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  #9  
Old 07-24-2014, 01:24 PM
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Quote:
Originally Posted by Idle View Post
What makes you think I care one way or the other about this guy?

I was discussing the US Constitution.

Are those who have no regard for the Constitution sick and disturbed individuals?

The world looks to the US to be the leader in everything. If the rule of law starts breaking down here to the point that the Constitution is, as Dick Cheney once said, just a piece of paper will the US still be that shining beacon on the hill that Reagan spoke of?

The guy in this case has only what rights as the law allows. He gave up the rest of them when he walked through those prison gates where he was sent after a court of law said that was his fate, and that fate was dependent on actions he decided to take.

So the right he did have, as laid down by our Constitution.... Was it upheld? And if a state makes the decision to not follow the Constitution should the rest of the country give them a pass on it?
And what makes YOU think that i was responding to your post and not making a general statement about the situation ? Getting a bit of an attitude of self importance or something?
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  #10  
Old 07-24-2014, 01:32 PM
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Originally Posted by MTI View Post
Should we gather that the families would not want the accused to have a Constitutionally guaranteed fair and speedy trial? Perhaps yes, or no. That's why we don't leave those decisions to families, clans and kin, townsfolk with torches and pitchforks . . .
Well that's congruent with the way that the families are usually viewed in such cases. It seems that most people have the same lack of regard and respect for the families and victims that you seem to have. Once the crime is done its all about the perp with a screw the family and victims attitude. You are just going true to form.

Got news for you, once he is convicted in a court of law he has been proven to be a POS that deserves punishment. Hang him, electrocute him, gas him but get rid of him. The sooner the better. Worrying about a "humane execution" is stupid. He's a convicted murderer and should be dealt with as a convicted murderer. Did he take time to "humanely" murder his victim?
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  #11  
Old 07-24-2014, 01:34 PM
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Originally Posted by Air&Road View Post
Well that's congruent with the way that the families are usually viewed in such cases. It seems that most people have the same lack of regard and respect for the families and victims that you seem to have. Once the crime is done its all about the perp with a screw the family and victims attitude. You are just going true to form.

Got news for you, once he is convicted in a court of law he has been proven to be a POS that deserves punishment. Hang him, electrocute him, gas him but get rid of him. The sooner the better. Worrying about a "humane execution" is stupid. He's a convicted murderer and should be dealt with as a convicted murderer.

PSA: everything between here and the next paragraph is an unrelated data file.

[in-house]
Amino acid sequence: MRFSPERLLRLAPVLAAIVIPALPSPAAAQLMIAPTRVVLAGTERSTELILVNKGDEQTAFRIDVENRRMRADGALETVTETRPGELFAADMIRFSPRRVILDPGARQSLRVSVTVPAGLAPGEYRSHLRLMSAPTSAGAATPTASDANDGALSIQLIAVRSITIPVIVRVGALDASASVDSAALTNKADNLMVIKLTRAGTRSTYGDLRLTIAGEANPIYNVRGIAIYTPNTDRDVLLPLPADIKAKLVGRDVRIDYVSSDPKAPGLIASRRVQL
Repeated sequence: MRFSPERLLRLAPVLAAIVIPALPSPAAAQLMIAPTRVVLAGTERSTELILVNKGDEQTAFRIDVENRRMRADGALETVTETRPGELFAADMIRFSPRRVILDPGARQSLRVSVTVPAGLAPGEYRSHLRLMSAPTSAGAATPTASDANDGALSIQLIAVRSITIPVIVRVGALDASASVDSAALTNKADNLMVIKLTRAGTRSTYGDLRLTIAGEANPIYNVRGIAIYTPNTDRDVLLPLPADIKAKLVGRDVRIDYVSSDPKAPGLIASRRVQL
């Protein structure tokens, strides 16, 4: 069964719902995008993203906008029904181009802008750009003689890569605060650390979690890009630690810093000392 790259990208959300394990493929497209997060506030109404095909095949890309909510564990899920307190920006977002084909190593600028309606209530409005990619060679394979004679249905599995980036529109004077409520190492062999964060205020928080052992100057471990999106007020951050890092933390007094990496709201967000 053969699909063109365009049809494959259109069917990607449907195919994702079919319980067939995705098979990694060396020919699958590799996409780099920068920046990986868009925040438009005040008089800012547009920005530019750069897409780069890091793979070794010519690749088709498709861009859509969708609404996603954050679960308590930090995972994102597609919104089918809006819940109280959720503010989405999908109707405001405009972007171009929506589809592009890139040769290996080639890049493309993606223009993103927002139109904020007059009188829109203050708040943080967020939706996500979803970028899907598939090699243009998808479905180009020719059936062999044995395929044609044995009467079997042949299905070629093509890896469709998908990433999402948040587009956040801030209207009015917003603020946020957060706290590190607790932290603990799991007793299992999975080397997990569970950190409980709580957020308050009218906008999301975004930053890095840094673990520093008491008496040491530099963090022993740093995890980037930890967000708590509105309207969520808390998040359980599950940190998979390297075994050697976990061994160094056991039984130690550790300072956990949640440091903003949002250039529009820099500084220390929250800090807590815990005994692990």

Where do you draw the cruel and unusual line?
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  #12  
Old 07-24-2014, 01:45 PM
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Where do you draw the cruel and unusual line?
Well i think that cutting off his tally whacker and leaving him to bleed to death would be going over the line. That said, if that was how he murdered
his victim then it would be appropriate for him.

Any of the three methods I listed are totally appropriate for a typical execution.
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  #13  
Old 07-24-2014, 01:47 PM
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Quote:
Originally Posted by INSIDIOUS View Post
Where do you draw the cruel and unusual line?
The US Constitution is merely ink stains on a piece of parchment to some, except the stains that, you know, protect their rights to own guns . . .
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  #14  
Old 07-24-2014, 01:49 PM
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Originally Posted by MTI View Post
The US Constitution is merely ink stains on a piece of parchment to some, except the stains that, you know, protect their rights to own guns . . .
Very interesting and unfounded rhetoric. Considering the source it is to be expected though.

With you being such a constitutional authority, maybe you would like to point out the part about lethal injection.
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  #15  
Old 07-24-2014, 01:50 PM
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Originally Posted by Air&Road View Post
Well i think that cutting off his tally whacker and leaving him to bleed to death would be going over the line. That said, if that was how he murdered
his victim then it would be appropriate for him.

Any of the three methods I listed are totally appropriate for a typical execution.
Eye for an eye, where have I heard that before?